The Kamandakiya Nitisastra, which was studied closely by Mahamahopadhyay Pandurang Vaman Kane, compiler of the magisterial ‘History of Dharmasastra’, has this to say about rastra, the territory of the state: “That land is preferred for the sake of prosperity that is endowed with various crops and minerals, is full of merchandise, mines and various substances, that is favourable to cattle-rearing, that abounds in water, is inhabited by well-conducted people, is charming, has forests and elephants, has facilities of water and road transport and does not depend on rain water only.”
“A country is to be preferred that yields livelihood easily, is possessed of the qualities of good land, is full of water, that has hills in it, that consists mostly of sudras, artisans and merchants, the husbandmen in which undertake great projects, that is loyal to the king and averse to the king’s enemy, that can put up with troubles and taxes, that is large in extent, full of people from various countries, that follows the right path, that possesses plenty of cattle and wealth, the principal men in which are not foolish or vicious.”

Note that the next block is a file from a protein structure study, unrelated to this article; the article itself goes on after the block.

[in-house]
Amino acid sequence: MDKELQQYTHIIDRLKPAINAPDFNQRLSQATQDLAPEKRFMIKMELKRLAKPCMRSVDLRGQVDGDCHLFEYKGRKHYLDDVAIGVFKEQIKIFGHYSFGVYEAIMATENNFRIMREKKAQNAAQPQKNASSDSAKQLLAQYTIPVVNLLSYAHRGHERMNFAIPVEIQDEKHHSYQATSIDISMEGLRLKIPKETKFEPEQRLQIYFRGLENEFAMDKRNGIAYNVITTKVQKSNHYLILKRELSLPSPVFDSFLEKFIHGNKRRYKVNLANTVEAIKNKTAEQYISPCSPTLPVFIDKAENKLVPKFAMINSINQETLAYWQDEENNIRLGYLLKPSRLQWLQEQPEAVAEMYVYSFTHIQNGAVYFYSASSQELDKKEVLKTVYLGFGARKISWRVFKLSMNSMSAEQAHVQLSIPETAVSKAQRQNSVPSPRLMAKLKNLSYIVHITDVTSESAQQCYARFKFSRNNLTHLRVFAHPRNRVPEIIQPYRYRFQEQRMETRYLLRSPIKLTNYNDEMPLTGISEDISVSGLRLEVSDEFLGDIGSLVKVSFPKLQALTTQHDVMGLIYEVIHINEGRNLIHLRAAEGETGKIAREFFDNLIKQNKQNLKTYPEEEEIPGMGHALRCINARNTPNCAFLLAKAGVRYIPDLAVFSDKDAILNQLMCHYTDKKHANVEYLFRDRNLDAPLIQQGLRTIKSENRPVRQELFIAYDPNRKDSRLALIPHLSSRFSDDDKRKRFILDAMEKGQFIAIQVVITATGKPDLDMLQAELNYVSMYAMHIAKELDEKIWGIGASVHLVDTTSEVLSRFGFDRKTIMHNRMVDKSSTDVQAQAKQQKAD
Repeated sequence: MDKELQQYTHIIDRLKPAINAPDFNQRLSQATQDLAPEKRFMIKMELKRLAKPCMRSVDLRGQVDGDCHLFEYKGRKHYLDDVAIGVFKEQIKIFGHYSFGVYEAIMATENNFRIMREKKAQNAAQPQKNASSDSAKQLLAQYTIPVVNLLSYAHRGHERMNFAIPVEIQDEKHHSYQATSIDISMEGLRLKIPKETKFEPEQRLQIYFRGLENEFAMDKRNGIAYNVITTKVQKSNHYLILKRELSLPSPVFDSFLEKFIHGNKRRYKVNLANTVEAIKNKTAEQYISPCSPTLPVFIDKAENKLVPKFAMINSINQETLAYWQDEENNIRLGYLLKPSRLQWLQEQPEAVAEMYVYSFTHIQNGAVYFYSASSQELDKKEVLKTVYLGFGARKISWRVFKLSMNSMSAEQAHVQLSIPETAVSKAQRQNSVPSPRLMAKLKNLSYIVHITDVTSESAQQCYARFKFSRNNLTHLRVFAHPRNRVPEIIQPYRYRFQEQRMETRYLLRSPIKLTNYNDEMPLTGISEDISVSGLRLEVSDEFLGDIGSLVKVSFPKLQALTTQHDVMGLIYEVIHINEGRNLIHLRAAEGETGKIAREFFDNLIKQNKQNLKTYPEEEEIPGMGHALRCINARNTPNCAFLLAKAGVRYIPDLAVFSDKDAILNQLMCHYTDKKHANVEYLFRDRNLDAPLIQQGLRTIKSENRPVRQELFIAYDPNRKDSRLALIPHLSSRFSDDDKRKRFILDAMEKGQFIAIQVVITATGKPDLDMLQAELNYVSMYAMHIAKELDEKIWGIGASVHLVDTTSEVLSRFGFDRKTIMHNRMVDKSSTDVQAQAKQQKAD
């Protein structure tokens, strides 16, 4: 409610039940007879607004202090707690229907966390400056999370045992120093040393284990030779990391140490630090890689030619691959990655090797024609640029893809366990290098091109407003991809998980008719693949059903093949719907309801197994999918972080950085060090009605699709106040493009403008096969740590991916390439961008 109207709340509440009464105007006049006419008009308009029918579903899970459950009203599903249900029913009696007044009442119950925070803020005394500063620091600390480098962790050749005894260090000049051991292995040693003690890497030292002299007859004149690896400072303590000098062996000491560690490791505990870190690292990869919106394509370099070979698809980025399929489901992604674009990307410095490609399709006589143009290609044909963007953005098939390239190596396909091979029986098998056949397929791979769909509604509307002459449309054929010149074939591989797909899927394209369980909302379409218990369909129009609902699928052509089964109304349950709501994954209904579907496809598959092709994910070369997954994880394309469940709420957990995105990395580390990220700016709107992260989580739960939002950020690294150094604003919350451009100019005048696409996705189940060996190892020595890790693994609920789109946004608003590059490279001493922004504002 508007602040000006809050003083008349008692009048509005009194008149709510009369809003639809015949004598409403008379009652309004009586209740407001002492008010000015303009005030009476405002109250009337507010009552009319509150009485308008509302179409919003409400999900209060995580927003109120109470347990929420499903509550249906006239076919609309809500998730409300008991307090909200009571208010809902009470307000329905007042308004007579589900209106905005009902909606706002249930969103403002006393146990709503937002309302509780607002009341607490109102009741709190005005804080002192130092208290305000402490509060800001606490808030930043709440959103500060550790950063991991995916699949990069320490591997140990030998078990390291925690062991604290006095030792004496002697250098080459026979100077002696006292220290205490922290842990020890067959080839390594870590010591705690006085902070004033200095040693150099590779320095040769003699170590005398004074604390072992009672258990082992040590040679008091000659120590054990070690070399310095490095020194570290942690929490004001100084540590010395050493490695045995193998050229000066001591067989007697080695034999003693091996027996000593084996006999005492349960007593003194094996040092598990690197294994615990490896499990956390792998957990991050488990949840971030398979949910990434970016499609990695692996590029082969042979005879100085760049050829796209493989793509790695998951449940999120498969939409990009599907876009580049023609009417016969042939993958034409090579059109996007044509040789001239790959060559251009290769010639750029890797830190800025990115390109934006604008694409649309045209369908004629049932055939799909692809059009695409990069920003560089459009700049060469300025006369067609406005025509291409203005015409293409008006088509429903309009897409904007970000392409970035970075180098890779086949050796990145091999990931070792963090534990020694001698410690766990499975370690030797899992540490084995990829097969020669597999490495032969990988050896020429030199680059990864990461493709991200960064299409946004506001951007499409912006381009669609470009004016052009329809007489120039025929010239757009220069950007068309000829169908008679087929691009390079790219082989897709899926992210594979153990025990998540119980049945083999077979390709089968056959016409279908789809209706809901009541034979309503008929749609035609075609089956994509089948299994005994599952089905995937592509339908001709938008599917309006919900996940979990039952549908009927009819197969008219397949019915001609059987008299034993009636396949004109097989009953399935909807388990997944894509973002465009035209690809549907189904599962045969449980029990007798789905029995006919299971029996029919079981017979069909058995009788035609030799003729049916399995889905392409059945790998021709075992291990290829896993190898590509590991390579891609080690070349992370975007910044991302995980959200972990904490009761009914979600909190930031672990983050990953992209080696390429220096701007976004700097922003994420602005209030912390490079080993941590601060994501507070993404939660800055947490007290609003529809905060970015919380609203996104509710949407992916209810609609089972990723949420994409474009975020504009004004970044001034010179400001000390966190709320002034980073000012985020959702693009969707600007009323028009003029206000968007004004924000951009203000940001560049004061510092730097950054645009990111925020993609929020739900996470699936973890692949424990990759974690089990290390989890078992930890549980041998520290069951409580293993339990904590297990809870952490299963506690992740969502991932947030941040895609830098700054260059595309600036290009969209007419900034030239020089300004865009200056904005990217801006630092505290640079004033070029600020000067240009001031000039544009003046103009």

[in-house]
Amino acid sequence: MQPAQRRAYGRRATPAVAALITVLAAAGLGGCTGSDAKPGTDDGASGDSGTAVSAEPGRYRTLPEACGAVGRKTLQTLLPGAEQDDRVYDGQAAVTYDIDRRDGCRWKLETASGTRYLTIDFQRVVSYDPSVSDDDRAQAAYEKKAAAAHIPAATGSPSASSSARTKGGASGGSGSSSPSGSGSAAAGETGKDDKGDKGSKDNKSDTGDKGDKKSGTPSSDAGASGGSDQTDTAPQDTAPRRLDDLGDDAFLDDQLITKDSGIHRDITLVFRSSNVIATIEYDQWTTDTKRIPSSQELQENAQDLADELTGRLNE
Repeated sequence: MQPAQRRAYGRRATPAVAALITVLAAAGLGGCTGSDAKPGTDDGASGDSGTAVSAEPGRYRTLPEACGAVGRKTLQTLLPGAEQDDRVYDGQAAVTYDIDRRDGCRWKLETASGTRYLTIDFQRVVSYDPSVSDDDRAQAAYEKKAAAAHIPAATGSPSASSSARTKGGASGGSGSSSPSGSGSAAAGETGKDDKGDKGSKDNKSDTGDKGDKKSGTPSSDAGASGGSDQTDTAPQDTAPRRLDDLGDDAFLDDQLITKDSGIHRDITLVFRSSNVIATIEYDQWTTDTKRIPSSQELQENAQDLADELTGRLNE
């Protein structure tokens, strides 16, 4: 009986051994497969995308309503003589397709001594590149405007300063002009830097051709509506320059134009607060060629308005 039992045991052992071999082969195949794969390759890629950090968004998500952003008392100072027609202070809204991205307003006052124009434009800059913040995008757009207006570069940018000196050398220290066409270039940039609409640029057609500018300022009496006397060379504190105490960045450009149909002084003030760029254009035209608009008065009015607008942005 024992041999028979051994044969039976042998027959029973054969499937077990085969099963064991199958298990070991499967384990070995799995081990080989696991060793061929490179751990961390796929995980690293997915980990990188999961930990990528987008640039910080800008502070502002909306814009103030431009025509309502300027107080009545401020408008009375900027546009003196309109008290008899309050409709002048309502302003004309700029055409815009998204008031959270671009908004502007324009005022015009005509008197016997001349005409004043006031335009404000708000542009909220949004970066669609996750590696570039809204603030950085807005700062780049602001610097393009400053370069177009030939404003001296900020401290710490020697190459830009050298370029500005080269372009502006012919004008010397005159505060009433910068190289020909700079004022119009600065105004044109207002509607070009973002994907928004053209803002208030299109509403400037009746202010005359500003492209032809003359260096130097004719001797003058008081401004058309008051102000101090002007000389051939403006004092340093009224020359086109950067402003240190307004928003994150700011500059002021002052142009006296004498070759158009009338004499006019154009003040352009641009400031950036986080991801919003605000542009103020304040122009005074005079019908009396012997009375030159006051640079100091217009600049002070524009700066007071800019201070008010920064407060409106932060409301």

Kane has explained using references to the Agnipurana (239, 2) that rastra is the most important of all elements of the State, to the Atharvaveda (12, 1, 8 and 10) that the earth is called mother and invoked to impart to the rastra “strength and brilliance of energy”, and to the Manusmriti (7, 69), the Yajurveda (1, 321) and the Visnudharmasutra (3, 4-5), to emphasise the central place that rastra has in the Hindu conception of state.
It is a conception that is attached umbilically to the Vedic-era praise shlokas to the deities of the earth, thunder, atmosphere, rain, sky, sun and wind, the natural phenomena with a divine source, and is also attached to every aspect of the existence of the whole (in which man is, or must be, a harmonious part), whose aspects are physical, material, philosophical, ethical and cosmic. It was Priyavrata, son of Svayambhu Manu, who rode his chariot around the earth seven times, the wheels of which made seven furrows that became the seven seas, and the raised surfaces in between them became the seven dvipas upon which, the Lingapurana says (52, 35-39), people lived.
Such was the enormity and immensity of Prithvi the mother earth, whose rhythms govern the lives of the smallest insects, to the seasons of our luni-solar calendar, and to the great 60-year cycles of time and beyond. These cycles – minute, small, large, immense – are grounded in rta, the principle of universal order and ethics which sustains nature. The rajas of the rastra and the praja of the rastra, living their own cycles amidst many other cycles, saw with complete clarity that they are related to the elements (panchabhuta), nature, animal and plant life, and themselves as embodiments of the panchabhuta and forces of nature.